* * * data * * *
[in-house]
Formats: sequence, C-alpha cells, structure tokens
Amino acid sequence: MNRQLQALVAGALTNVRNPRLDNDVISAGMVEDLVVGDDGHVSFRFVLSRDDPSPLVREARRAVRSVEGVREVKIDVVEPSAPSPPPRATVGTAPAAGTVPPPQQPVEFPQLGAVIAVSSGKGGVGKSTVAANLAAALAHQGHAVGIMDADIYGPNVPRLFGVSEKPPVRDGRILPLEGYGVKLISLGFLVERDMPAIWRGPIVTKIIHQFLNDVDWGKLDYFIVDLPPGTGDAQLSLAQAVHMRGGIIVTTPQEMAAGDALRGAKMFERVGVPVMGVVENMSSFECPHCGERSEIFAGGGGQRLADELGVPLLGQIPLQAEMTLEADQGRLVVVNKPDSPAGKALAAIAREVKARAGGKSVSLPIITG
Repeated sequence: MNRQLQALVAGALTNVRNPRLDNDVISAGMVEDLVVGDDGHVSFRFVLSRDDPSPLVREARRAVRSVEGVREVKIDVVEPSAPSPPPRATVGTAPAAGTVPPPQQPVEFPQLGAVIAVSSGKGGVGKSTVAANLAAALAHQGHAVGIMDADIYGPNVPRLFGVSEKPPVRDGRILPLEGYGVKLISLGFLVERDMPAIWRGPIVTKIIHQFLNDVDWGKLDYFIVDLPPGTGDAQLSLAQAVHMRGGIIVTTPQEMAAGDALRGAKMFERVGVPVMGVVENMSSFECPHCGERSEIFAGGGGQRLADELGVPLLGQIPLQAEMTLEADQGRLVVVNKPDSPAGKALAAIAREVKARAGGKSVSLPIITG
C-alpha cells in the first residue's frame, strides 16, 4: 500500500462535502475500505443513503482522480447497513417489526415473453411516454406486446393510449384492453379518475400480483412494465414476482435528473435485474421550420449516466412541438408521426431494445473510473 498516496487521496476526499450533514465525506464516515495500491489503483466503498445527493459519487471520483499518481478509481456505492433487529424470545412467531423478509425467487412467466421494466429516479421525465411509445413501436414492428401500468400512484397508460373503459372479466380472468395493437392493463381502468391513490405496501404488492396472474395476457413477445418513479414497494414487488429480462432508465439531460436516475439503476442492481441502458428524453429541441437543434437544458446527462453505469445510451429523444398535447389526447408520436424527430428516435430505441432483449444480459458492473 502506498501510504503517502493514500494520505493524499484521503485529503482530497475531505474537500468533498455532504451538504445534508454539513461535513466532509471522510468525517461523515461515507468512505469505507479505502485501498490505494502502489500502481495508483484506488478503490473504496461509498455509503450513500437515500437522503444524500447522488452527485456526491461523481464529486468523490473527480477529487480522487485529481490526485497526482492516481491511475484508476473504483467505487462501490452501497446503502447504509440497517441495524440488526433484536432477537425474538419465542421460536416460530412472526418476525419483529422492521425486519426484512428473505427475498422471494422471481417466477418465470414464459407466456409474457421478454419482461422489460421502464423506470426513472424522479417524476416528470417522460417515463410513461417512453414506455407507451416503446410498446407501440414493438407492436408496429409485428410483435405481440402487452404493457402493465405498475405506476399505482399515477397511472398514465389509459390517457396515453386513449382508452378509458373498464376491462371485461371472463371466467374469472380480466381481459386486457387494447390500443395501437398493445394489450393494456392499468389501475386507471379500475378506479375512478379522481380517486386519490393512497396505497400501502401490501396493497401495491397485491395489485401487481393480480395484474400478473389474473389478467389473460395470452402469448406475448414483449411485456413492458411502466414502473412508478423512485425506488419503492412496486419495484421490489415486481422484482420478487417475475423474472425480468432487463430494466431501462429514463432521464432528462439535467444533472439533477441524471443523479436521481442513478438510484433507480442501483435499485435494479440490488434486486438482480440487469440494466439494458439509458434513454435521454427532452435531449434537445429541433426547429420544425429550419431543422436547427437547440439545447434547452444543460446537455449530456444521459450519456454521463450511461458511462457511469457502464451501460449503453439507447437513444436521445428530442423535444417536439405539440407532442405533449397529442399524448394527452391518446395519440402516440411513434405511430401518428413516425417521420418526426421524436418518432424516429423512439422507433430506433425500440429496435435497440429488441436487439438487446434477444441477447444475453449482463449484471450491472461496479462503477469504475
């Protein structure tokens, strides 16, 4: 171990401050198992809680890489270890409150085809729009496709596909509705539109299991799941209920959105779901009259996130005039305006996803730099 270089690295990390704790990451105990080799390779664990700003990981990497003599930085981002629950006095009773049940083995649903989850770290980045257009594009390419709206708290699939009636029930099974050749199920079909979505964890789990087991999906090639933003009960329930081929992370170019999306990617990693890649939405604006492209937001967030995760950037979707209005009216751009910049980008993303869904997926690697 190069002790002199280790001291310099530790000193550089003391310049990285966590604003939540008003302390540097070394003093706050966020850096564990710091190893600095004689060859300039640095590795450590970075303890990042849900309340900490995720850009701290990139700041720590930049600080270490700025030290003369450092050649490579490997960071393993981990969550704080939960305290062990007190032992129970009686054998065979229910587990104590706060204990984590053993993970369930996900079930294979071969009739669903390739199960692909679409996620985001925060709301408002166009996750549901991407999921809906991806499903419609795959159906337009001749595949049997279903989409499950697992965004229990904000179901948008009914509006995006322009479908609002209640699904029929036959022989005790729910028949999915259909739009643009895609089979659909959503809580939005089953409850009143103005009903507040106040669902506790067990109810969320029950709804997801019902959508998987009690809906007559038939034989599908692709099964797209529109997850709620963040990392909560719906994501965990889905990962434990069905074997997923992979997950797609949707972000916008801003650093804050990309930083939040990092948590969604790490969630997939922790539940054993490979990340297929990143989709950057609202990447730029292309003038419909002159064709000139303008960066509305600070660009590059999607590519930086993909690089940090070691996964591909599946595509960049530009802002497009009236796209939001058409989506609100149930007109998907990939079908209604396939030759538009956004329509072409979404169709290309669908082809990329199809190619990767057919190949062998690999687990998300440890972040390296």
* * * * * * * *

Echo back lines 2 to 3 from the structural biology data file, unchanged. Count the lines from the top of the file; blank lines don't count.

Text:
Formats: sequence, C-alpha cells, structure tokens
Amino acid sequence: MNRQLQALVAGALTNVRNPRLDNDVISAGMVEDLVVGDDGHVSFRFVLSRDDPSPLVREARRAVRSVEGVREVKIDVVEPSAPSPPPRATVGTAPAAGTVPPPQQPVEFPQLGAVIAVSSGKGGVGKSTVAANLAAALAHQGHAVGIMDADIYGPNVPRLFGVSEKPPVRDGRILPLEGYGVKLISLGFLVERDMPAIWRGPIVTKIIHQFLNDVDWGKLDYFIVDLPPGTGDAQLSLAQAVHMRGGIIVTTPQEMAAGDALRGAKMFERVGVPVMGVVENMSSFECPHCGERSEIFAGGGGQRLADELGVPLLGQIPLQAEMTLEADQGRLVVVNKPDSPAGKALAAIAREVKARAGGKSVSLPIITG